Sunday, 29 April 2012


Evening Everyone, I hope you all had a relaxing weekend and are ready for the fantastic week ahead? I've been thinking about a few things this weekend and one of them is the issue of hiring workers in Nigeria. There were a few heated debates about the issue of foreign workers "stealing our jobs" and I couldn't have disagreed more vehemently (and believe me I did...nothing like a heated debate to get the blood pumping! lol) As someone who has worked both locally and internationally, I fully support the right of an employer to hire the best candidate irrespective of race, creed, colour, or ethnic background. Finding someone with the right skills, competencies, and cultural fit are some of the most important factors in personnel recruitment and I have never seen an instance where an "outsider" didn't fit in perfectly and excelled above and beyond their call of duty.

However, i know views differ. Yesterday I stumbled across an article on the Internet (vanguard Online  Newspaper) about hiring expatriates in Nigeria. an excerpt can be found below:

THE issue of the upsurge in hiring expatriates and expatriate quota abuse in Nigeria has remained topical in the nation's employment system. Organised labour, civil society groups and other concerned Nigerians have continued to see the increase and abuse as not only an economic crime, but also compounding the employment crisis in the country. In this interview, Mr. Femi Mokikan, the Executive Director, Human Resources, 7UP Bottling Company Plc, gives reasons for the increasing intake of expatriates in Nigerian economy:

Excerpts from the interview: The issue of expatriate quota, if you allow me, I will speak generally. I know I was at Nigeria Employers Consultative Association, NECA, and I was chairman, Human Resources committee for a while, and this issue featured prominently to a point where we even had to go to the Federal Ministry of Labour in Abuja. Initially, the idea was, no expatriates, then later it became these expatriates should not do particular kinds of jobs. I do not think there is any economies in the world that can say do not use other nationalities. So, that one is not what anybody is talking about. I think the question people usually ask is; why should expatriates be taking on jobs that Nigerians can do? I think our educational system in this country has not helped us too. I am speaking as a Nigerian; I am also speaking as an employer of labour that is operating in an environment that is extremely competitive, an environment where technology changes as you blink you eyes. That is why such areas where we used to pride ourselves as being capable as Nigerians, we now have to ask ourselves, how well can Nigerians do this?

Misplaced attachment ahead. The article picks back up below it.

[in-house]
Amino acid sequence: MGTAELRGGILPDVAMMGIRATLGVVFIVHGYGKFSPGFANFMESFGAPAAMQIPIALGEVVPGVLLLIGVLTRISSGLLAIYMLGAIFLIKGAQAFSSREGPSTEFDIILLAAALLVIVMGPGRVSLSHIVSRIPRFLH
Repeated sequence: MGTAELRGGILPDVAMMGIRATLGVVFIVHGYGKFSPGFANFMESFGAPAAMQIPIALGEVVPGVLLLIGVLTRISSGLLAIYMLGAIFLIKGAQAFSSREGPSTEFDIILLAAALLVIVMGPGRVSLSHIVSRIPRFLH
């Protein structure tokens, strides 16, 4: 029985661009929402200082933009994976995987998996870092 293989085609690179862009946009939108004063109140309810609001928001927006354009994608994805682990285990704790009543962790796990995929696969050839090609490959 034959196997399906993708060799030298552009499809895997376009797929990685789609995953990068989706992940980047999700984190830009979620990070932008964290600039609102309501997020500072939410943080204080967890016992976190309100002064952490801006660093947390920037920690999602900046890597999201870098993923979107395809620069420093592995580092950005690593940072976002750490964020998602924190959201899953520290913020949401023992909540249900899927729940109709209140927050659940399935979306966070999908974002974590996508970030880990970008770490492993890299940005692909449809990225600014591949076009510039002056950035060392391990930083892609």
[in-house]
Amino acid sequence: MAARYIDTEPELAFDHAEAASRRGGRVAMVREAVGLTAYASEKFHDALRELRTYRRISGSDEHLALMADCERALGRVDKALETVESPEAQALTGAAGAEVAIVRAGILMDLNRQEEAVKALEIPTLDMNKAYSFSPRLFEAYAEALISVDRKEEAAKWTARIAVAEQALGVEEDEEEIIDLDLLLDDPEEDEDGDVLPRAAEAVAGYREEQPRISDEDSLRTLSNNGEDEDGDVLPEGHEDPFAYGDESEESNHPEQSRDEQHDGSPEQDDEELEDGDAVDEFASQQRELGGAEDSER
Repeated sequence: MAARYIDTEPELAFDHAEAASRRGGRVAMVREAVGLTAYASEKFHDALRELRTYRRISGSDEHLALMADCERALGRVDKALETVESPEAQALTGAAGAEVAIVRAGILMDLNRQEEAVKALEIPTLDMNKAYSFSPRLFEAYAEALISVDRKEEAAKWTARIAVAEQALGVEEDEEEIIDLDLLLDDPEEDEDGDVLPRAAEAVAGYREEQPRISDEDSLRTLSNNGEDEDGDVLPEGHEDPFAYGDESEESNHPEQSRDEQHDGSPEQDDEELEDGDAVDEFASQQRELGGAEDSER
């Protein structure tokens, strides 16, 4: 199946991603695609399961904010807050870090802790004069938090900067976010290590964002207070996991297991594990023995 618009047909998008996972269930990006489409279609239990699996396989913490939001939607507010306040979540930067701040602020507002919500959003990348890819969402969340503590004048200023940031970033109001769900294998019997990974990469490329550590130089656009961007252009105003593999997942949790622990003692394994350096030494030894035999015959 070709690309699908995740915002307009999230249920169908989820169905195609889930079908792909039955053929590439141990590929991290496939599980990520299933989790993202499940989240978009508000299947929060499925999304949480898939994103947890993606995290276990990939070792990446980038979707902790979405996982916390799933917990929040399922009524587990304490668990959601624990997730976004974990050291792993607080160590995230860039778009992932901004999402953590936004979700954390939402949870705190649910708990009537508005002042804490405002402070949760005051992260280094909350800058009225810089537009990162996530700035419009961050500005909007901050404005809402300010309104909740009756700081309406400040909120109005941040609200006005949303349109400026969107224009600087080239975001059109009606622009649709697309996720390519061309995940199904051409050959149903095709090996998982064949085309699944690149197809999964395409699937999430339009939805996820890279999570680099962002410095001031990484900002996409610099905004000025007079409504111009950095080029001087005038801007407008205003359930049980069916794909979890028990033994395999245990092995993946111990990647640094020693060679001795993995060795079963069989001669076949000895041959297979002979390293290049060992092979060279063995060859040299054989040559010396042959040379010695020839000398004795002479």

When investors bring in their money, they expect maximum returns. Even though it would cost a bit more, they would rather get an expatriate than a Nigerian who will give minimum returns. I think that is what is happening in the area of expatriates' employment generally.Question: How will you respond to those that claim 7UP Bottling Company is one of the companies that abuse expatriate quota? 

A. Engineering today has moved from pneumatic to electrical electronics. Most things are electrically driven, including the trucks we use. Everything today is electronics, you just press buttons. You go to the production line, you just see buttons. But as we are upgrading those technologies, we also need the people. For example, we moved from diesel powered generators, because we thought diesel was becoming something else, so expensive. So, we moved to gas, not that we did a conversion, we bought brand new generators. Of course, we do not have the technology in terms of the personnel. But as installation was taking place, kidnappers came. In fact, when we first started hearing of kidnappers, we got a mobile policeman. The kidnappers killed the mobile policeman, carried his corpse and put him inside the vehicle, poured petrol and burnt it. After that experience, the expatriate, till tomorrow, where he is, if he hears 'Ni' he will not wait for 'geria'. The next opportunity we had to bring the expatriates to Lagos, they did not stay. They were still doing installation, we had not even finished, they just left and we were back to square one. We went to Egypt to see if we could find expatriates there, none of them wanted to come. We devised another strategy to have quarters within the premises so that whoever that is coming, he will enter that place. It is like you are going to a concentration camp. During the interview, we told them that their supermarket and everything was programmed. We also made it a point of duty to let them know that they must be ready to teach Nigerians. Some of them were not willing to transfer this knowledge. Those ones just like some Nigerian managers who will also not want to teach others for fear that if the student knows too much, he may take over the job..."


Although I have never believed the answer to Nigeria's manpower planning problem was the hiring of expatriate workers,I firmly believe in hiring the right person for the job. If the requisite skills and competencies cannot be found locally, why not recruit internationally, subject to salary and the financial justification of hiring internationally? The bottom line is getting the right person for the right job...or isn't it? Nigeria is a diverse nation with millions of opportunities and enough space for everyone, just like any other developed and developing nation...or isn't it?

And as for an abuse of the system, who exactly is responsible for this and why do you think abuse of the system happens?

What are your thoughts readers?

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